|Mohamed Bechari, a VP at the French Council of the Muslim Faith, said: 'Here's some advice to those newspapers today facing ruin, bankruptcy or collapse: All you need do is insult Muslims and Islam, and sales will get hot as blazes.'
Never mind the truth about the cartoons. (Despite first being published last September in Denmark and republished in Egyptian papers in October, there were no riots until Danish Imams, beginning in December, went on a world tour with the cartoons, as well as fake photos, with the specific intent of raising an outcry.)
And never mind journalism’s new-found devotion to sensitivity. It’s not like any journalist was ever afraid of upsetting Don Wildmon, and it was only two weeks ago that Washington Post editorial page editor Fred Hiatt (rightly) told the Joint Chiefs of Staff to take a hike after they complained about an editorial cartoon. (And, please, it wouldn’t do to point out that all this “sensitivity” talk really means editors and publishers are simply afraid of bombs and fire.)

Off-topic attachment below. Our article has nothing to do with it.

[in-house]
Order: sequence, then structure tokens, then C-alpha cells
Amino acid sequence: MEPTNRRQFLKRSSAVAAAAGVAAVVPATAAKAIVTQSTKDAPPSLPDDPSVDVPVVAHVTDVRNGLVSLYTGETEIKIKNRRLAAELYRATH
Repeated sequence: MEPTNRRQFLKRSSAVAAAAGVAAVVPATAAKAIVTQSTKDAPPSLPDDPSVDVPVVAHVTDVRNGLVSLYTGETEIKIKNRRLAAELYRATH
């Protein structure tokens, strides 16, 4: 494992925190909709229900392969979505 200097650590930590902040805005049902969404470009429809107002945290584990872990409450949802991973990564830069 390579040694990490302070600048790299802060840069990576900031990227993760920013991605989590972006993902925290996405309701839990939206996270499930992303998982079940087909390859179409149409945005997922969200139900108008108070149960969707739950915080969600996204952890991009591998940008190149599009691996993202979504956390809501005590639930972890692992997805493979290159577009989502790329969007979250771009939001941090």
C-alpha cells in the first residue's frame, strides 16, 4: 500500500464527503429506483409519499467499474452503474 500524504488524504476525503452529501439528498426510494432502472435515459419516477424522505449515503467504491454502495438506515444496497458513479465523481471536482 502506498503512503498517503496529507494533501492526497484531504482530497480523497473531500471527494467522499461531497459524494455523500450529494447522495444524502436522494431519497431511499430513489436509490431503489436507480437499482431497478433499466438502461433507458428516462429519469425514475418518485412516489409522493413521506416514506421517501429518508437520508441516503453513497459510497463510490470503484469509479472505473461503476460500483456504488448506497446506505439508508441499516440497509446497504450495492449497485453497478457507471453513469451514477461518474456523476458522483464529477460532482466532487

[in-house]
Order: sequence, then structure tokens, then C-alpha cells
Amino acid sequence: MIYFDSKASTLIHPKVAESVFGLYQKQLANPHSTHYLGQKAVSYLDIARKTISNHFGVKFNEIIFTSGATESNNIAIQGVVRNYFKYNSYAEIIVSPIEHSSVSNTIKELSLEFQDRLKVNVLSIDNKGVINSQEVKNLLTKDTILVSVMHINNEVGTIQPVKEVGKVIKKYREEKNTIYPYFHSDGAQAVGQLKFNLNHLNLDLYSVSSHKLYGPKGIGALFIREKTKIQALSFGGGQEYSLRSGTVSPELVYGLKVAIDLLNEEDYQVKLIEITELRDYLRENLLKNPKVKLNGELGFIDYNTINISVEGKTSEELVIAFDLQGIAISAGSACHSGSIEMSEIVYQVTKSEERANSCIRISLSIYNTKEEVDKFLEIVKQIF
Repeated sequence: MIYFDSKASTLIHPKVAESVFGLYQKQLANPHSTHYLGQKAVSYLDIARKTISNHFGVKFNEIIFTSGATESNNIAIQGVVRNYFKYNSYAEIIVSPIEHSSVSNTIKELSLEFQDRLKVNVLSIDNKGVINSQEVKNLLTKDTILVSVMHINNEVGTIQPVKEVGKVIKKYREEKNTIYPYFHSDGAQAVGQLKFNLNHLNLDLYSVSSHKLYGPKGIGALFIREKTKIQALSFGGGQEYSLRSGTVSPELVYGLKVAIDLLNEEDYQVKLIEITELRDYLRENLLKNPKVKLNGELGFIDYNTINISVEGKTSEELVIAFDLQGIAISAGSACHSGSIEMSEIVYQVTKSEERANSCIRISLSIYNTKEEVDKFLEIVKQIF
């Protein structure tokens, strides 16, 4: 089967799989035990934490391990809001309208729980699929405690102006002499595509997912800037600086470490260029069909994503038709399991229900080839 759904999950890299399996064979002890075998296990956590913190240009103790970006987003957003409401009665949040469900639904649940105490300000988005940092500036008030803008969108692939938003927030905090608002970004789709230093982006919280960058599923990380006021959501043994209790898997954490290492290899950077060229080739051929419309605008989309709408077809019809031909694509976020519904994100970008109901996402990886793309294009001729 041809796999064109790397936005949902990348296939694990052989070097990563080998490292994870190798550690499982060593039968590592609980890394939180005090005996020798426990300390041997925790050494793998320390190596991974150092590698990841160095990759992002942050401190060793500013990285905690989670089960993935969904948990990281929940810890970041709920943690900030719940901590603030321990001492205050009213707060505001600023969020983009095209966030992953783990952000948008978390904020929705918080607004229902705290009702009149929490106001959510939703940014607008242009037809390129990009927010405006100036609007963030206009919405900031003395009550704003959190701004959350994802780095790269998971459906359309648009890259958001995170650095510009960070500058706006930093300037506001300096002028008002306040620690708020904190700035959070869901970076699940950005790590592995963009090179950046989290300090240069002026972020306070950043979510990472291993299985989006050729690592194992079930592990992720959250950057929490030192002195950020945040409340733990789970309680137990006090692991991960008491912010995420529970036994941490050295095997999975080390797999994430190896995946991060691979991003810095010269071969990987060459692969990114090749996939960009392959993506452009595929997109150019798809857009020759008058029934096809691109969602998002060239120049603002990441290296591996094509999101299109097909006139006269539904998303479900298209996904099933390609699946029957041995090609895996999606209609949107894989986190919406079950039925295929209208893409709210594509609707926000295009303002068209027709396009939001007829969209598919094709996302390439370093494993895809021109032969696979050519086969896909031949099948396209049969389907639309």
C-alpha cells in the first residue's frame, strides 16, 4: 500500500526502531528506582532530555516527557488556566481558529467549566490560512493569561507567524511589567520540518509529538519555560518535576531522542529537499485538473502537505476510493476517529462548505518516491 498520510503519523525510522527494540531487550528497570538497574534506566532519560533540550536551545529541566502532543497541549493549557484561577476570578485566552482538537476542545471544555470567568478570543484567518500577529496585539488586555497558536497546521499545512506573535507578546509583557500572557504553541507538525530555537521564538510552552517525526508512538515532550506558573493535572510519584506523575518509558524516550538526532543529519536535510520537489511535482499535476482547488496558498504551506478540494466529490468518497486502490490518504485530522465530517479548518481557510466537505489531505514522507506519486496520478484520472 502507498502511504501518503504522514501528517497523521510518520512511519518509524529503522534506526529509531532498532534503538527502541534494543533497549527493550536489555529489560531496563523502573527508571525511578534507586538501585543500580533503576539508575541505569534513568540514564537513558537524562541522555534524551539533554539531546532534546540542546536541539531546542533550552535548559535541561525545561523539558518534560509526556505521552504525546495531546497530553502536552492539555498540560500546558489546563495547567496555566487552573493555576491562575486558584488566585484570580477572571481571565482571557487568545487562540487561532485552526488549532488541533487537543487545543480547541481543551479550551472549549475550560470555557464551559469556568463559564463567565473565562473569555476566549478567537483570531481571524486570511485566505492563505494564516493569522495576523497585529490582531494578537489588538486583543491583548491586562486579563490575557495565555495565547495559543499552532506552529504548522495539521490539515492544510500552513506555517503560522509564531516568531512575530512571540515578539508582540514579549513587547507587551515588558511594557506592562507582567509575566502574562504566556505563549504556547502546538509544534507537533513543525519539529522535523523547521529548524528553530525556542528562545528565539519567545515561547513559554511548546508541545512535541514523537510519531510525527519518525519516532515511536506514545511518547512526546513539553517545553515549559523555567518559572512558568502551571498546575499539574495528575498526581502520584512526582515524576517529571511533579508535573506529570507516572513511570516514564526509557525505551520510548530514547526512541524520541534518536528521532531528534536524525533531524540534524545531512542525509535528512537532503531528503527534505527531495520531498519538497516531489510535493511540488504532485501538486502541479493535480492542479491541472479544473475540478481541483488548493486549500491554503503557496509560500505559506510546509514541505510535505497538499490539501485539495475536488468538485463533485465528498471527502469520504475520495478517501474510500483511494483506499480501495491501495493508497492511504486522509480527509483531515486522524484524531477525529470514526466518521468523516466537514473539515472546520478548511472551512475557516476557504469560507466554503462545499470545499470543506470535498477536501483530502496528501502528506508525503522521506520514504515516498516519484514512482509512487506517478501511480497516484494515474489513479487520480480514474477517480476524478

But if U.S. papers won’t run the cartoons on free-speech grounds (or simply to prove they have spines), perhaps they should consider another reason: old-fashioned greed.
As Associated Press writer Jamey Keaten pointed out: “For newspapers in France and Norway that reprinted the drawings with much international ado, sometimes in defense of free speech, the caricatures have become a profile boost and tonic for lackluster sales. If there's a lesson, it's an old one: Controversy sells.”
Take your choice as to why this controversy is selling. Mohamed Bechari, a VP at the French Council of the Muslim Faith, told the AP: "Here's some advice to those newspapers today facing ruin, bankruptcy or collapse: All you need do is insult Muslims and Islam, and sales will get hot as blazes."
Philippe Soing, circulation director at France Soir, which saw a 40% increase after running the cartoons (and fired its editor for running them), told the AP he believes the move “could change the brand image of France Soir ... it shows we're capable of running scoops and leading a battle for freedom of the press.”
Either way, the papers are selling.
Yet, in a week that saw the American Press Institute’s Newspaper Next project soliciting new-fangled ways to scare up some profits, most U.S. newspapers, watchdogs over the land of the free and home of the brave, were ignoring the oldest way to drive up circulation: scandal!